Anonymous
This applies not just to people’s time, but also to their assets: to drive for Lyft or Uber, you do need a car. The on-demand economy is in many ways a continuation of what has been called the “sharing economy” exemplified by Airbnb, a company which turns apartments into guesthouses and their owners into hoteliers. For people with few assets, though, on-demand labour markets matter more.
Anonymous
In Germany anti-Uber feeling has nurtured a broader criticism of “Plattform-Kapitalismus”; its perceived readiness to reduce all aspects of people’s lives, from spare rooms to spare time, to assets to be auctioned off is seen as deeply dehumanising.
Anonymous
Uber could be bigger than Facebook! Or, of course, it could go the way of the location check-in app Foursquare, which had a meteoric rise but whose valuations have since languished in the mere hundreds of millions of dollars.
Anonymous
For example, Twist is “call-ahead” software that sees where you are and knows where you are heading, as well as knowing the driving conditions en route. It sends a text message to your next appointment while you keep your hands and your mind on the road. Glympse, as we mentioned, is similar and lets you share your location with others—who just might rat you out when you speed. GasBuddy.com lets you find the cheapest gas near your location. Nooly Micro Weather reports uber-localized weather, within .4 miles of where you are and just 15 minutes into the future, preparing you for the fog bank around the next curve on a mountain road. As we write this, it is available as a phone app and the developer is working with Ford and Toyota for the app to be included in cars as they ship. The integrated, automotive Nooly will signal the car to turn on fog lights or the defroster a moment before the weather changes. Waze is a mobile app that lets drivers share updates on road conditions in near realtime. With a community of nearly 50 million members as of May 2013, it is perhaps the most robust source of user-generated road data in the world. Google acquired Waze in the summer of 2013 for just under $1 billion.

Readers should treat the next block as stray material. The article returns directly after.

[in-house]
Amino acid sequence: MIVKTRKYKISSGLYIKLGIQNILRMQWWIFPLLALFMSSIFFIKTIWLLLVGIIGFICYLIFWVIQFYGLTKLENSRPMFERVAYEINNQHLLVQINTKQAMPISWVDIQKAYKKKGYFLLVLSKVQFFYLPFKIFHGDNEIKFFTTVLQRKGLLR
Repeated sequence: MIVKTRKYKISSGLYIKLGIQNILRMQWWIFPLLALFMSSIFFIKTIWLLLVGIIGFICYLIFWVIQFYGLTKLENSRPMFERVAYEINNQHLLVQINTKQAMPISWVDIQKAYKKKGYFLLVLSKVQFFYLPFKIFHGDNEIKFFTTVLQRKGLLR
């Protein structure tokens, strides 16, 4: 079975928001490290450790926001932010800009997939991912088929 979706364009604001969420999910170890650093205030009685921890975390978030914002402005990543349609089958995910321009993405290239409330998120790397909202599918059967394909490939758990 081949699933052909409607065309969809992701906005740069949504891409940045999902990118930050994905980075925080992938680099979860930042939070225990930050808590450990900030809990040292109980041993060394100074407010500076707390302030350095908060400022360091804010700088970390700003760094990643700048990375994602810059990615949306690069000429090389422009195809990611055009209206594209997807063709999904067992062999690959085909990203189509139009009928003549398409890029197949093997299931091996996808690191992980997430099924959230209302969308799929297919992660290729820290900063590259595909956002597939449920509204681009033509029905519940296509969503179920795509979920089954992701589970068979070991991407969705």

Robert Scoble (Age of Context: Mobile, Sensors, Data and the Future of Privacy)
As Dixon said when he coined the term: Prominent examples of this “full stack” approach include Tesla, Warby Parker, Uber, Harry’s, Nest, Buzzfeed, and Netflix. Most of these companies had “partial stack” antecedents that either failed or ended up being relatively small businesses. — Chris Dixon
Stephen O’Grady (The Software Paradox: The Rise and Fall of the Commercial Software Market)
la mayor firma de taxis del mundo, Uber, posee ningún coche. medios más populares del mundoempresa, Facebook, crea ningún contenido. minorista más valiosa del mundo, Alibaba, lleva ninguna acción. Y el mayor proveedor de alojamiento del mundo, Airbnb, posee ninguna propiedad”(Hamish McRae 2015).[
Scott Marks (Blockchain Para Principiantes: Todo un principiante, como usted, necesita saber sobre la tecnología Blockchain (Blockchain for Beginners. Libros en español/Spanish version))
Gift a smile. Share your love. Lift someone up. Love your family. Honor your parents. Practice gratitude. Show some humanity. Be uber kind.
Sravani Saha Nakhro
commerce store’s business model revolves around driving the highest volume of potential shoppers to its site, and so search ads and SEO are obviously vital channels, while marketplace businesses like Uber and eBay must divide efforts between channels for bringing in suppliers and those aimed at shoppers (or riders).
Sean Ellis (Hacking Growth: How Today's Fastest-Growing Companies Drive Breakout Success)
Havas Media, observed in a March 3, 2015, essay on TechCrunch.com: “Uber, the world’s largest taxi company, owns no vehicles. Facebook, the world’s most popular media owner, creates no content. Alibaba, the most valuable retailer, has no inventory. And Airbnb, the world’s largest accommodation provider, owns no real estate. Something interesting is happening.” Something
Thomas L. Friedman (Thank You for Being Late: An Optimist's Guide to Thriving in the Age of Accelerations)